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When I'm authoring in text style (Alt-7), I'll often include inline math. Whenever I enter two or more consecutive letters (e.g., $ax^2$), Mathematica will automatically "romanize" (or "un-italicize") the letters (e.g., ax$^2$). Is there any built-in way to prevent Mathematica from doing this? (I'm sure there's probably a programmatic way, but I'm not experienced in that). Thank you

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Italicizing single letters is a special behavior (controlled by SingleLetterItalics). Do you want everything in the inline cell italicized? –  Mr.Wizard Jan 14 at 15:48
    
@Mr.Wizard No, not at all. For example, if I enter the general quadratic equation $ax^2+bx+c=0$, I don't want the exponent italicized, nor the plus signs, nor the equal sign, nor the 0. Basically, I'd want it the way it's conventionally typeset (like for example the way Latex does it!) –  yroc Jan 14 at 15:54
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The key point, it seems to me, is that the option is for single letter italics. So, rather than writing ax, you just write a x like you ordinarily would in Mathematica, except that you can use a very thin space (\[VeryThinSpace]) or a zero-width one (\[InvisibleSpace]). You can of course also italicize text explicitly, either using the keyboard shortcut or by editing the cell expression. –  Oleksandr R. Jan 14 at 16:14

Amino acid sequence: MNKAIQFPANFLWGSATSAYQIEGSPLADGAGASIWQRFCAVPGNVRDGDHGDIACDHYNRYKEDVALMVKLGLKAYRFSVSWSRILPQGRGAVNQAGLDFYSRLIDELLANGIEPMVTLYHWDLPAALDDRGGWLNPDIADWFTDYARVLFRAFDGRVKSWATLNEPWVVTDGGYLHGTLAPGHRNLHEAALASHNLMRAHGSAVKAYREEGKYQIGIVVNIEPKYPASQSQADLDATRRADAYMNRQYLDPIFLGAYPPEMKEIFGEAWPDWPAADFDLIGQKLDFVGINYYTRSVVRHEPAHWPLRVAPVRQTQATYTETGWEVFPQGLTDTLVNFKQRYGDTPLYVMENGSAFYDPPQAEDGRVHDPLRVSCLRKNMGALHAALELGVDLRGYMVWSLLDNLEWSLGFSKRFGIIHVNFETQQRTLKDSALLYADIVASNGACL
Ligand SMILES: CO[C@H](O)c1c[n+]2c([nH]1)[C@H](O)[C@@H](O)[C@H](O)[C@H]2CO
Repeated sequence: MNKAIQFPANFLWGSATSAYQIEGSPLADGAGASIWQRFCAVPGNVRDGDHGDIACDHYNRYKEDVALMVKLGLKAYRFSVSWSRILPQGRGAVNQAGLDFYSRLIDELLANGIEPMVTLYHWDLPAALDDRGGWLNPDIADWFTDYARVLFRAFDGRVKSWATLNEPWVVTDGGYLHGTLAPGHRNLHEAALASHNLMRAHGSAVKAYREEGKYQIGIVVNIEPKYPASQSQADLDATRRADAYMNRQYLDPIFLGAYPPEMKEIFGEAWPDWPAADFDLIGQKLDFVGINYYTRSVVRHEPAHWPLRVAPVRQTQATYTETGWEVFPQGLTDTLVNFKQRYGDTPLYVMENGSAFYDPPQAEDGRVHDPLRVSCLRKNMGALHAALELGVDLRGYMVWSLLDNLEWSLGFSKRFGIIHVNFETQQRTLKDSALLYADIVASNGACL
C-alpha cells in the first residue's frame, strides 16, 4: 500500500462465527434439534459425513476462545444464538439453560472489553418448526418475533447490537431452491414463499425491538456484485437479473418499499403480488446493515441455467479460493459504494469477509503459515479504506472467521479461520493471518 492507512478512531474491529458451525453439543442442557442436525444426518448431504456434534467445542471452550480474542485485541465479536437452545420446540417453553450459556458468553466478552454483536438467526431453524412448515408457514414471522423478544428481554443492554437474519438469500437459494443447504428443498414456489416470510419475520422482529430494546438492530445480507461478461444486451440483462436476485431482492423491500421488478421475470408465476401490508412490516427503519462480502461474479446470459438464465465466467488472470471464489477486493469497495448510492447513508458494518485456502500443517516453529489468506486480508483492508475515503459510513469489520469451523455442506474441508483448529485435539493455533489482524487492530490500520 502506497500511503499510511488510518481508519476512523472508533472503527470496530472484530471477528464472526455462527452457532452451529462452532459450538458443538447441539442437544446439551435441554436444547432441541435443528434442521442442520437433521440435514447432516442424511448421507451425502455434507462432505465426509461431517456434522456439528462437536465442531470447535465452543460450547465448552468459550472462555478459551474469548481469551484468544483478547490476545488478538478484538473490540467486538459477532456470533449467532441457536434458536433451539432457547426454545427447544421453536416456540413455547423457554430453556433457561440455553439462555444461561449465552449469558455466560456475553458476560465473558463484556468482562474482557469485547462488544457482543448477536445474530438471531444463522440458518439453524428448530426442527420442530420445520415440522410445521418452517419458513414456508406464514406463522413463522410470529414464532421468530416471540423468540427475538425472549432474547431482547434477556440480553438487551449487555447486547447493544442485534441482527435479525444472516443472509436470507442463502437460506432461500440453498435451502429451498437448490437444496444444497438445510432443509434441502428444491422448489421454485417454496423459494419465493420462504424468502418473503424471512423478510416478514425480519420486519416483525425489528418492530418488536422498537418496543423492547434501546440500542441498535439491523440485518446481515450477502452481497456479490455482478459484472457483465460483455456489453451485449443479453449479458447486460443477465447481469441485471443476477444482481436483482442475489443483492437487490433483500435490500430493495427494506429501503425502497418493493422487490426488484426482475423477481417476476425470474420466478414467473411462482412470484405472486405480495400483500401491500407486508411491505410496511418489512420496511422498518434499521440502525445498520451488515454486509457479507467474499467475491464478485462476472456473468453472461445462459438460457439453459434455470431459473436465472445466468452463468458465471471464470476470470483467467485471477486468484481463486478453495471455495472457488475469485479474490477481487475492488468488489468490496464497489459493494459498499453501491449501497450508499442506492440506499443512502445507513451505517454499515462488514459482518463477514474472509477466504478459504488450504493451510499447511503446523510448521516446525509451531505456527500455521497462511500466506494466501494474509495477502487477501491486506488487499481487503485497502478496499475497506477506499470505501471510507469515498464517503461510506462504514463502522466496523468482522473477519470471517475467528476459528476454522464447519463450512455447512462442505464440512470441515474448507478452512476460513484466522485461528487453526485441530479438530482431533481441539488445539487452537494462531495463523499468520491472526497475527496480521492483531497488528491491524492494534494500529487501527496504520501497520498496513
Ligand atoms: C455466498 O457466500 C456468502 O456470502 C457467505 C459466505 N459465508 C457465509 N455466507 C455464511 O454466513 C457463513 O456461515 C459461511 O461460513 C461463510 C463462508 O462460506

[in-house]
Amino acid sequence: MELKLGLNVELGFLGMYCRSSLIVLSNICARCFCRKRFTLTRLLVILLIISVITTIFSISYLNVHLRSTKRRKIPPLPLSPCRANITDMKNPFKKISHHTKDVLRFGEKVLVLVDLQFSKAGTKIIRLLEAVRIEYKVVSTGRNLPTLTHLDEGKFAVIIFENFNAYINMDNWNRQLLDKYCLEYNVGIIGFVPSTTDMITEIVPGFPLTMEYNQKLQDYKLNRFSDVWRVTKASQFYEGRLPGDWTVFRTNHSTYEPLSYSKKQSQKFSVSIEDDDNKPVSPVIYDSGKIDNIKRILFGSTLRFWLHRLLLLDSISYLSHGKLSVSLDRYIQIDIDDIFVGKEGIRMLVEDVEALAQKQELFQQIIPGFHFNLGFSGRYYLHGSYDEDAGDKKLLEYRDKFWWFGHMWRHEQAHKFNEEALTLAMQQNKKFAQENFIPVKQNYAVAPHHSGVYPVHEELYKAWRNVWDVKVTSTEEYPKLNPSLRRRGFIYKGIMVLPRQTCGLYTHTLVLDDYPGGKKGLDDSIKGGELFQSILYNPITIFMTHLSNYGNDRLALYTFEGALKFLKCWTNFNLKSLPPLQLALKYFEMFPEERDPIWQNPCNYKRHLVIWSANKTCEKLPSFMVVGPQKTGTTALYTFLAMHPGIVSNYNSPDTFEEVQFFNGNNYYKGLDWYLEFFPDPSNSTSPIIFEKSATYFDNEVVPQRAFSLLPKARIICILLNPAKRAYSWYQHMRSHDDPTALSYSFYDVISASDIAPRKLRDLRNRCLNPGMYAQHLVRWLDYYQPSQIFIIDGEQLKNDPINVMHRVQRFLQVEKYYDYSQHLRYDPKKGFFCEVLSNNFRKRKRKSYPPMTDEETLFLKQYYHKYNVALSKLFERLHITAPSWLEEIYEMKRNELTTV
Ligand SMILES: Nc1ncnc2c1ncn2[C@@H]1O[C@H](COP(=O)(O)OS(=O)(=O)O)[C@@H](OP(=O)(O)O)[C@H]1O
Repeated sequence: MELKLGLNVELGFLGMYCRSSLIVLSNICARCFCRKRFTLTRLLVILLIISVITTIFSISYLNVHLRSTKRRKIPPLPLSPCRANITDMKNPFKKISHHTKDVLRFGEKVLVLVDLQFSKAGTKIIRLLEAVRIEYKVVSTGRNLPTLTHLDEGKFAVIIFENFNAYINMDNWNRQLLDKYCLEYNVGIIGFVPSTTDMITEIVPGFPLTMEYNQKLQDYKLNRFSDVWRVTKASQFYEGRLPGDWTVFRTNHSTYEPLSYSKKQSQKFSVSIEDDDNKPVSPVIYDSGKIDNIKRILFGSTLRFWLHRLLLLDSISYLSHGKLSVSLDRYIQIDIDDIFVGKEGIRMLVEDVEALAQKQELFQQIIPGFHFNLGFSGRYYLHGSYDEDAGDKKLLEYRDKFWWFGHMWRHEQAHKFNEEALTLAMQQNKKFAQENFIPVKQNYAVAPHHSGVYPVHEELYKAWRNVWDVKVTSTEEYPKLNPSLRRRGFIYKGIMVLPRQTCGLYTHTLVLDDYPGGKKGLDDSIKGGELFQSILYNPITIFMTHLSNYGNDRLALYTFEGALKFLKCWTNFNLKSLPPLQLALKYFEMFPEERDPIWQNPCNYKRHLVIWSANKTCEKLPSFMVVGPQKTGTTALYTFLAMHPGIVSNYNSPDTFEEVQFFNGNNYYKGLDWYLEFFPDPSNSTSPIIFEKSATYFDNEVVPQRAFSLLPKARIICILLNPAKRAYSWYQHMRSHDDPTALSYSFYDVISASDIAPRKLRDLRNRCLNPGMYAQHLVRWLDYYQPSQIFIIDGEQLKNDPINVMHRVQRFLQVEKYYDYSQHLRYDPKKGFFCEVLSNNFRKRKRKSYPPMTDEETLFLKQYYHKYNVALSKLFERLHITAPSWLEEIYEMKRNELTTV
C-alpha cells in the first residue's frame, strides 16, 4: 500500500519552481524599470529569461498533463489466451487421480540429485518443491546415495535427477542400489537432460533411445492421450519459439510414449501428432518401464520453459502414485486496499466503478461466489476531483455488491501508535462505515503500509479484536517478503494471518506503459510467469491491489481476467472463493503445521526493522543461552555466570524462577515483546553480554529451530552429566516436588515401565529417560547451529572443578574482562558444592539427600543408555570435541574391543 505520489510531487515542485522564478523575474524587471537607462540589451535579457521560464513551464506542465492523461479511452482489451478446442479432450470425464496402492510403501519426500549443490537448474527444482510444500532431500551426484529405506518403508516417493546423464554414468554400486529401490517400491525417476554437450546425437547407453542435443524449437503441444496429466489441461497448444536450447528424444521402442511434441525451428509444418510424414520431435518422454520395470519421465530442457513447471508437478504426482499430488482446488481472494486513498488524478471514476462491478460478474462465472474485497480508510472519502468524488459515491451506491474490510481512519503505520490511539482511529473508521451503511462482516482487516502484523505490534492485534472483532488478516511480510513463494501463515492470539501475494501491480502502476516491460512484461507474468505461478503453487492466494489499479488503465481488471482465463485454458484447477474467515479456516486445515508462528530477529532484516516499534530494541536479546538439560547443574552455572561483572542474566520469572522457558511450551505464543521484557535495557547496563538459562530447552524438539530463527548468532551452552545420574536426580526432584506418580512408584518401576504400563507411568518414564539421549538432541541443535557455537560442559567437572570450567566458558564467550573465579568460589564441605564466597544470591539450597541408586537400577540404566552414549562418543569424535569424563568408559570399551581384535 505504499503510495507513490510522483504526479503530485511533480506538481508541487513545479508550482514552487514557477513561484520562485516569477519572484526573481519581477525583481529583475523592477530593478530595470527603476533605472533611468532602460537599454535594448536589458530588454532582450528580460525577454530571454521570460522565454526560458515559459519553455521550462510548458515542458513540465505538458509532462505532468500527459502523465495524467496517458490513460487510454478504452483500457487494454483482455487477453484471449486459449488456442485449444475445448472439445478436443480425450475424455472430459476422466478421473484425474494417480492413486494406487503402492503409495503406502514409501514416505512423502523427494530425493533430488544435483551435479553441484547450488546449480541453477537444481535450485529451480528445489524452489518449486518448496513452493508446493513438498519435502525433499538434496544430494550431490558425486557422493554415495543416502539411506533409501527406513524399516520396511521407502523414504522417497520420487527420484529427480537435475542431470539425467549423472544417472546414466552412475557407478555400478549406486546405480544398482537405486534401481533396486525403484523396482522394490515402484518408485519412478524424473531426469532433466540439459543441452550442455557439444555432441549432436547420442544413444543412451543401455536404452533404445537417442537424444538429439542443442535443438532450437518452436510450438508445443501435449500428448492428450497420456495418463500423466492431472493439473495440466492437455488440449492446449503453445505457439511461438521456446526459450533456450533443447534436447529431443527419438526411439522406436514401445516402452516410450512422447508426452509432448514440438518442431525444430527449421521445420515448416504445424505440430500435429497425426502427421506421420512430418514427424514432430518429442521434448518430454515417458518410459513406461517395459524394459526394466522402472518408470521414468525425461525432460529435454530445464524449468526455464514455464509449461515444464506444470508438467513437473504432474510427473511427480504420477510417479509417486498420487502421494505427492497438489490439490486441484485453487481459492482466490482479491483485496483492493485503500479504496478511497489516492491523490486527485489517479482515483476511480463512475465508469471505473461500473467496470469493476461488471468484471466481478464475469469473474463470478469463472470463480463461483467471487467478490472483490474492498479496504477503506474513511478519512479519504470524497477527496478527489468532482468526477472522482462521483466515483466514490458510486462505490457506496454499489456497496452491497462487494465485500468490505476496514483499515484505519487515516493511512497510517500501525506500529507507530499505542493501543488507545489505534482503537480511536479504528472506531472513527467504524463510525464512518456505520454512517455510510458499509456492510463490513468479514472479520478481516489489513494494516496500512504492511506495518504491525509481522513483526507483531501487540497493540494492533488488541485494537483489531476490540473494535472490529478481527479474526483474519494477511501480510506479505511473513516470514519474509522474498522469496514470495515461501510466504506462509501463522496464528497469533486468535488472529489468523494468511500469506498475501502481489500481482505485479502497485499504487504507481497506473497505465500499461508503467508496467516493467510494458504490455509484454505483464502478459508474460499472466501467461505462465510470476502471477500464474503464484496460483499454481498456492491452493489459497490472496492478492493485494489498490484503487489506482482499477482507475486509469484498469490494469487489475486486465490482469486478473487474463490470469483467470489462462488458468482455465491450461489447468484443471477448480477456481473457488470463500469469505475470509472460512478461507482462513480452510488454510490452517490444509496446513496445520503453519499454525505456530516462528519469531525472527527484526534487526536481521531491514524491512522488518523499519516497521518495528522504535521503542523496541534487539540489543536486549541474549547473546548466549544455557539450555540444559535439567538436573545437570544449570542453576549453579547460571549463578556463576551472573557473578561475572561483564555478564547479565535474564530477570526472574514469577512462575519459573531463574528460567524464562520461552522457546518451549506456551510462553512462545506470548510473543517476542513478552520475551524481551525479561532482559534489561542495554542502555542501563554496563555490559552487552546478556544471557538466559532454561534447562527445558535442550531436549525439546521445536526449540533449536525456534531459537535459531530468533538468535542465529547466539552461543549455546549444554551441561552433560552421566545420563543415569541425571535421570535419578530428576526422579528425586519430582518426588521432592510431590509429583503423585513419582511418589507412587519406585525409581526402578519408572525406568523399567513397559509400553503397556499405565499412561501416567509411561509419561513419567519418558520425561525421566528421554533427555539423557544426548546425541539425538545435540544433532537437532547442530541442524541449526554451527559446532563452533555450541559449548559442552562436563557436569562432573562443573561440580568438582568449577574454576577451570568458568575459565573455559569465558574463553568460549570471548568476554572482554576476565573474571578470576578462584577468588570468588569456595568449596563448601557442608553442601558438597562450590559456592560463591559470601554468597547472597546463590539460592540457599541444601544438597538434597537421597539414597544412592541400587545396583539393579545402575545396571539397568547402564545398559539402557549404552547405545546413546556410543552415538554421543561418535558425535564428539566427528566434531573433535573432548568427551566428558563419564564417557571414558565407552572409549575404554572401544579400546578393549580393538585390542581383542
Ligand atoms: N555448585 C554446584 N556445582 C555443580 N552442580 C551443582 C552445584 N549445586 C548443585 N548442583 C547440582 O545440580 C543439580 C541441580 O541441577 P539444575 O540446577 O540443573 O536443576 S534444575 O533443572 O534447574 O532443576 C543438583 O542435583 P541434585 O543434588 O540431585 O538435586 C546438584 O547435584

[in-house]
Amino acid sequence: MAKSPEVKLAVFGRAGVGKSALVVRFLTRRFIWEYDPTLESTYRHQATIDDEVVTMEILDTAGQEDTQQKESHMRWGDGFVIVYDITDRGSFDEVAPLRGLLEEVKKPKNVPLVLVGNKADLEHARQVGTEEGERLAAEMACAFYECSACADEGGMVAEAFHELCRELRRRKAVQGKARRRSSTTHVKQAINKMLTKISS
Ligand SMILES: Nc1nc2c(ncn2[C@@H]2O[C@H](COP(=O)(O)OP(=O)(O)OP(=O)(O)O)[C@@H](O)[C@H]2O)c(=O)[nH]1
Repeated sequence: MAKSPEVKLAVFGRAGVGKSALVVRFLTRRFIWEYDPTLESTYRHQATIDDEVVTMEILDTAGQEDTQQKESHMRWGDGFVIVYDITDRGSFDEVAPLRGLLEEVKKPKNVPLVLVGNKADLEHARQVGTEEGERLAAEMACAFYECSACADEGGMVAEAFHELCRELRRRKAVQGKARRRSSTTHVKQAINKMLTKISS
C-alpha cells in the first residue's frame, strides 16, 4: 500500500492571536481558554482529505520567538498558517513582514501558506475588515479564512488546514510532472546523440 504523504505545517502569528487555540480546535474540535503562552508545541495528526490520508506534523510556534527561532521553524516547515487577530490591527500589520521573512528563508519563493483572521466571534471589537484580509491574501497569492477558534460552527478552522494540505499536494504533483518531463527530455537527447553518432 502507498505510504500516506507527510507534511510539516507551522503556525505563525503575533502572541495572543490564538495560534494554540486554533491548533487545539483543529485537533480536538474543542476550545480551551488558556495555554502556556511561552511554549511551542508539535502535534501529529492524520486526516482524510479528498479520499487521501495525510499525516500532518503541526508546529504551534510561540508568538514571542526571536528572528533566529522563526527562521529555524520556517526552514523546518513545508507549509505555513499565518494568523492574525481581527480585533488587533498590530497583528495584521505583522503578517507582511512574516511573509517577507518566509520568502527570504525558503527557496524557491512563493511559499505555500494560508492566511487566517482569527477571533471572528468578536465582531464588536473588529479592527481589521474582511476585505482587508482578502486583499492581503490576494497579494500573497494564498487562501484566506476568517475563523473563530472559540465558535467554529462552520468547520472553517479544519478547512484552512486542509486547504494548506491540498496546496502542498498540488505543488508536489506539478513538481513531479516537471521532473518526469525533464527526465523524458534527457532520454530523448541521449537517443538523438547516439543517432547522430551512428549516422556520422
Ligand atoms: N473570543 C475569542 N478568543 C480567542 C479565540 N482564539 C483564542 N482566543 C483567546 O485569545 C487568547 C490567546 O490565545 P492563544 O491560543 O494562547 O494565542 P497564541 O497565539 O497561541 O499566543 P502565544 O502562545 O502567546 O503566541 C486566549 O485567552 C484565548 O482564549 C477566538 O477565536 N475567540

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It's not a lot of extra typing to use an invisible space. Just type ESC space ESC. –  Szabolcs Jan 14 at 17:00
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@yroc $\TeX$ assumes that individual characters typed consecutively without spaces are separate unless explicitly grouped, whereas Mathematica assumes they are grouped unless explicitly separated. Neither is wrong; they are just different. I don't agree that Mathematica "isn't built to properly format math", unless you consider any departure at all from what $\TeX$ does to be somehow improper. Maybe you want to try the MultiLetterItalics option, anyway. –  Oleksandr R. Jan 14 at 19:06
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1 Answer 1

Enter an invisible space between a and x using the shortcut Esc+is+Esc, or a very thin space using Esc+Space+Esc.

Invisible space: Mathematica graphics

Very thin space: Mathematica graphics

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